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EERA Doctoral summer school: Crossing Boundaries;curriculum traditions meet
Mon, 19 Jun 2017, 09:00 – Tue, 20 Jun 2017, 16:00 BST
On 16/17 June 2017, the next European Conference on Curriculum Studies will be held at the University of Stirling in Scotland. An aim of this conference is to develop dialogue between European and North American traditions of curriculum studies. In tandem with the conference, Network 3 Curriculum Innovation is working in partnership with the Interdisciplinary Centre for Research in Curriculum as a Social Practice, Western University, Ontario to run a summer school for research post-graduate students and early career researchers in curriculum studies.
This summer school will begin after the European Conference on Curriculum Studies on the 19th & 20th June 2017.
There are Bursaries of €150 Euros for graduate students from low GDP countries. This will be used to pay for accommodation. A list of these is found here. People wishing to apply for the bursary should complete the registration as usual, but not book accommodation as this will be arranged once the bursaries are approved. If you wish to apply for a bursary please send the following information to ECCS@stir.ac.uk, these will be allocated on a first come first served basis.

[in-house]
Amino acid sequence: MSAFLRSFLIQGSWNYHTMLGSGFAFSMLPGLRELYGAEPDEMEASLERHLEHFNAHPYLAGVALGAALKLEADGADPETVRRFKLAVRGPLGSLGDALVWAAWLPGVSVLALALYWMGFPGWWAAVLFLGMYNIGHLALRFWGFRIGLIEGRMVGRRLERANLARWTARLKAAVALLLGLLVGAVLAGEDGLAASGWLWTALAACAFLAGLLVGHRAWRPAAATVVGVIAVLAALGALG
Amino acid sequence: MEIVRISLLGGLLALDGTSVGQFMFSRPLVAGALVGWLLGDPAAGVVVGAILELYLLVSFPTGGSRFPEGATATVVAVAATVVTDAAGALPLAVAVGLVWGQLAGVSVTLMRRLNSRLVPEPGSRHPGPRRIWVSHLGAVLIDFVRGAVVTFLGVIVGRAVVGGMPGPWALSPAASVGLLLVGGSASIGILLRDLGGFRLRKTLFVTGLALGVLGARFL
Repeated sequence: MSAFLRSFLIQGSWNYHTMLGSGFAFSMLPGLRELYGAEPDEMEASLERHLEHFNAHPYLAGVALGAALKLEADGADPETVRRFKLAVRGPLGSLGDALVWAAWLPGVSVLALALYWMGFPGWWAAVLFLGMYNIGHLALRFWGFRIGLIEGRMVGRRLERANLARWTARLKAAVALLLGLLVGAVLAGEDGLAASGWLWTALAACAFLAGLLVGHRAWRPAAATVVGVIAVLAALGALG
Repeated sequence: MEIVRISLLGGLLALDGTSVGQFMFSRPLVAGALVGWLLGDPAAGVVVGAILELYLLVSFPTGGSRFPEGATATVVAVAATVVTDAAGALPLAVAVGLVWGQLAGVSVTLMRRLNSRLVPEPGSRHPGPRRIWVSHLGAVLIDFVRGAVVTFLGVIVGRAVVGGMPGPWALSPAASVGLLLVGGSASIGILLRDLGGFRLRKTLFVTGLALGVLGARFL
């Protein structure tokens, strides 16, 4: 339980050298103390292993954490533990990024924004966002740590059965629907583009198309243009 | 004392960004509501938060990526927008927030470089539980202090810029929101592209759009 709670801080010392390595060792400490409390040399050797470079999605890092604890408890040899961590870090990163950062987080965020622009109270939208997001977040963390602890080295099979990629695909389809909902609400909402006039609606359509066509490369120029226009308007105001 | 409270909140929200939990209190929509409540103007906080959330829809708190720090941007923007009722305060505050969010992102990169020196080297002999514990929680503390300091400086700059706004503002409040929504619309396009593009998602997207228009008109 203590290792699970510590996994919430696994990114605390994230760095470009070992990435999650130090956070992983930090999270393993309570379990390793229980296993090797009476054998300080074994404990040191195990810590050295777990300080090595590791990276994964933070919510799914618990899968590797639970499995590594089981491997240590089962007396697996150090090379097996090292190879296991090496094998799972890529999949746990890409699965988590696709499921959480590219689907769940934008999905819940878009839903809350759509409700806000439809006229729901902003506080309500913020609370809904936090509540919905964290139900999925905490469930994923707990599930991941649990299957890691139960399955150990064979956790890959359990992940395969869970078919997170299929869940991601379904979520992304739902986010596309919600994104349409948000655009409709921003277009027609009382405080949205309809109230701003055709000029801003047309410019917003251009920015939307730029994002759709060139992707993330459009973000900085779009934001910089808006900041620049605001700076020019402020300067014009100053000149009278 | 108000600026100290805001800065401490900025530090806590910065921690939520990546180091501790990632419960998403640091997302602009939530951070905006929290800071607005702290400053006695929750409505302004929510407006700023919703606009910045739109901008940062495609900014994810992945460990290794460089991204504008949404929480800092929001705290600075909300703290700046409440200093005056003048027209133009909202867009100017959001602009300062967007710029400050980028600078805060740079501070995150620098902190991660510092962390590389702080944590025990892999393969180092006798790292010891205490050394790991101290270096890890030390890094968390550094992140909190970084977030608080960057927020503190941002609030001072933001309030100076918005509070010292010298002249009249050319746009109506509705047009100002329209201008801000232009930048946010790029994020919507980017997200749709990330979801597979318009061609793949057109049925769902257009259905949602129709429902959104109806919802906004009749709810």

1. Application statement, including details of residence, course of study and why you want to attend the Summer School. 1 Page.
2. A supporting letter from your doctoral supervisor
Details on how to book on campus accommodation for the Summer School can be found here.
Full schedule for the summer school:
Monday 19th June 2017
09.00 Registration; Tea & Coffee
09.15 Plenary – Crossing boundaries: curriculum traditions meet - Pathfoot Lecture Theatre
09.45 An Introduction to Curriculum Development Dr Nienke Nieveen - Pathfoot D1
09.45 Curricula as inter-national texts: exploring the case of European education discourses in Cyprus
Dr Stavroula Philippou - Pathfoot D2
11.00 Tea & Coffee Break
11.30 School-based curriculum development through critical collaborative professional enquiry
Professor Mark Priestley & Dr Valerie Drew -Pathfoot D1
11.30 Studying Curriculum Theory as Currere Dr Nicholas Ng-A-Fook - Pathfoot D2
14.15 Dr Challenges of new materialism thesis in curriculum theory Dr Ana Mourz - Pathfoot D1
14.15 Changing traditions demand new approaches: Reconceptualising curricular scholarship to honour indigenous knowledges Dr Kathy Hibbert -Pathfoot D2
16.00 Plenary – Reflections on day one - Pathfoot Lecture Theatre